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Allergic and eosinophilic disorders of the gastrointestinal (GI) tract have in common an infiltrate of eosinophils into the wall of the GI tract—sometimes located in the lamina propria only, sometimes in the muscularis propria, sometimes in both. The associated disorders are highly variable in severity of symptoms and endoscopic and histologic manifestations (Table 411-1). Different parts of the GI tract may be involved separately or together (eg, eosinophilic esophagitis is almost always a stand-alone disorder; eosinophilic gastritis may occur on its own, or, more commonly as a gastroenteritis; eosinophilic colitis may occur alone, or in combination with small bowel involvement, ie, enterocolitis). Complicating this is the fact that eosinophils are found in the GI tract in a number of other disorders, not considered to be primarily allergic in origin. These include disease induced by parasitic, bacterial, and viral pathogens as well as certain systemic diseases such as vasculitis. The general principles, diagnostic approach, and management of food allergy is discussed in detail in Chapter 194.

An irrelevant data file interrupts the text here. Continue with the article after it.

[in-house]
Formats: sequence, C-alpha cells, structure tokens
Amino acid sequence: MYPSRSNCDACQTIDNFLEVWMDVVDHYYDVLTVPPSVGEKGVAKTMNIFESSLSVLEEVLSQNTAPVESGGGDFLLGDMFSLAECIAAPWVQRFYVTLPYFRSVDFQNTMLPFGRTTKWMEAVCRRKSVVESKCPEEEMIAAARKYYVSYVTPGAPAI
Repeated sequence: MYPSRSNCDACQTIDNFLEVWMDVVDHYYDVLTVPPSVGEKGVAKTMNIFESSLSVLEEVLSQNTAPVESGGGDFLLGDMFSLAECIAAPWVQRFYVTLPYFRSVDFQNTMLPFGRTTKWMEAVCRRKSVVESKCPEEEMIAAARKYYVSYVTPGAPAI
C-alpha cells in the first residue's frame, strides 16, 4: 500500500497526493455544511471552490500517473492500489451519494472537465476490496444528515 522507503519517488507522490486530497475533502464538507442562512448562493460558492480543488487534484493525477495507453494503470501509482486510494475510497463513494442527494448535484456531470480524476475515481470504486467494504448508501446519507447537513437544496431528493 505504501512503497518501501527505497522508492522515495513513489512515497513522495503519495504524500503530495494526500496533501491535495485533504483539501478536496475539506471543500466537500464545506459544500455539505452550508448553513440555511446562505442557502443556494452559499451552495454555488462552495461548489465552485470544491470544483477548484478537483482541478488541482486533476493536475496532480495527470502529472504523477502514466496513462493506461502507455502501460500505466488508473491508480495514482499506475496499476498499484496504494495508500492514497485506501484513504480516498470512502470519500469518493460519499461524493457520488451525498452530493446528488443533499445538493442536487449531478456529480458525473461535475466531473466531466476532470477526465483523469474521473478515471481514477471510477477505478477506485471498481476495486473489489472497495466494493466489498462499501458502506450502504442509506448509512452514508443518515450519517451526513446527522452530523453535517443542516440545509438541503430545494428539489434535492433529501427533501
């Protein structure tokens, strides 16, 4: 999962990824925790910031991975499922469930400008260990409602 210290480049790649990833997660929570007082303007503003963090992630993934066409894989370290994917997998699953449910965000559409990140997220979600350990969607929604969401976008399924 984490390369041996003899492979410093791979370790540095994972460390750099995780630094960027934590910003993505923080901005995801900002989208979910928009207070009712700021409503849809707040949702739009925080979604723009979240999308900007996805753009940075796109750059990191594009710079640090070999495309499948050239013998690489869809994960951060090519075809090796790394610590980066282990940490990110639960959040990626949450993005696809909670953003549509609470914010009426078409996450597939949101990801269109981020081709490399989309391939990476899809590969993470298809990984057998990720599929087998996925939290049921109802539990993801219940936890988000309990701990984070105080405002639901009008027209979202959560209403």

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Table 411-1. Allergic and Eosinophilic Gastrointestinal Disorders
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Adverse reactions to foods have now been subclassified by the American Academy of Allergy and Immunology into three categories: food anaphylaxis, food hypersensitivity, and ...

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